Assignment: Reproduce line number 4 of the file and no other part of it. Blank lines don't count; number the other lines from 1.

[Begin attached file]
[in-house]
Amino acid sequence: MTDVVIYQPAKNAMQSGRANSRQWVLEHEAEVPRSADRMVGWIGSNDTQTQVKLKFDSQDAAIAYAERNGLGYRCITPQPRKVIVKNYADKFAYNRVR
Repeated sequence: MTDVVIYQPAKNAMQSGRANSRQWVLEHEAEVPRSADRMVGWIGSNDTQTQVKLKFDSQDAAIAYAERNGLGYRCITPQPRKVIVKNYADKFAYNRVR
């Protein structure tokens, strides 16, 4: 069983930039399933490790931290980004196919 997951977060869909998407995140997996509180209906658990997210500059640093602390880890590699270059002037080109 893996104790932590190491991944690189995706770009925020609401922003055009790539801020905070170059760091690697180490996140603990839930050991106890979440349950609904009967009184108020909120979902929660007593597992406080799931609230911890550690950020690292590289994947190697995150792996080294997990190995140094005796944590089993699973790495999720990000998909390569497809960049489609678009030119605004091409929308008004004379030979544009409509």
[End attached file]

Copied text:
């Protein structure tokens, strides 16, 4: 069983930039399933490790931290980004196919 997951977060869909998407995140997996509180209906658990997210500059640093602390880890590699270059002037080109 893996104790932590190491991944690189995706770009925020609401922003055009790539801020905070170059760091690697180490996140603990839930050991106890979440349950609904009967009184108020909120979902929660007593597992406080799931609230911890550690950020690292590289994947190697995150792996080294997990190995140094005796944590089993699973790495999720990000998909390569497809960049489609678009030119605004091409929308008004004379030979544009409509």